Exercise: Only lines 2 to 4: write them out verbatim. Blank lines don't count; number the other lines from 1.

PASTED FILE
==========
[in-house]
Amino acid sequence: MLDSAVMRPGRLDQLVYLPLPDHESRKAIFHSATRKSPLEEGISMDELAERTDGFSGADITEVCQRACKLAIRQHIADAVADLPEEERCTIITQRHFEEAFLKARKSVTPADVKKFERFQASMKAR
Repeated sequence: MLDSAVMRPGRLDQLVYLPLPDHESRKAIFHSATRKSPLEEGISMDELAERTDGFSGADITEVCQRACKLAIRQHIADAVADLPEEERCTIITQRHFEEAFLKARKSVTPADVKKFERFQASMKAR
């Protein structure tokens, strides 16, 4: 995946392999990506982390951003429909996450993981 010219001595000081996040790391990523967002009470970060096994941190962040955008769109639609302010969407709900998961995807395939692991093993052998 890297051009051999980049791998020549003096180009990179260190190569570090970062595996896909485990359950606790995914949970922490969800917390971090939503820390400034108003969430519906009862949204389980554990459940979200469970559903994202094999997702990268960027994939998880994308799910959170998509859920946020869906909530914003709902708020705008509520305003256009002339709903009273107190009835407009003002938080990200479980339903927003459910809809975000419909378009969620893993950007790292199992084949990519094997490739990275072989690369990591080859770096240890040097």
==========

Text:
Amino acid sequence: MLDSAVMRPGRLDQLVYLPLPDHESRKAIFHSATRKSPLEEGISMDELAERTDGFSGADITEVCQRACKLAIRQHIADAVADLPEEERCTIITQRHFEEAFLKARKSVTPADVKKFERFQASMKAR
Repeated sequence: MLDSAVMRPGRLDQLVYLPLPDHESRKAIFHSATRKSPLEEGISMDELAERTDGFSGADITEVCQRACKLAIRQHIADAVADLPEEERCTIITQRHFEEAFLKARKSVTPADVKKFERFQASMKAR
């Protein structure tokens, strides 16, 4: 995946392999990506982390951003429909996450993981 010219001595000081996040790391990523967002009470970060096994941190962040955008769109639609302010969407709900998961995807395939692991093993052998 890297051009051999980049791998020549003096180009990179260190190569570090970062595996896909485990359950606790995914949970922490969800917390971090939503820390400034108003969430519906009862949204389980554990459940979200469970559903994202094999997702990268960027994939998880994308799910959170998509859920946020869906909530914003709902708020705008509520305003256009002339709903009273107190009835407009003002938080990200479980339903927003459910809809975000419909378009969620893993950007790292199992084949990519094997490739990275072989690369990591080859770096240890040097």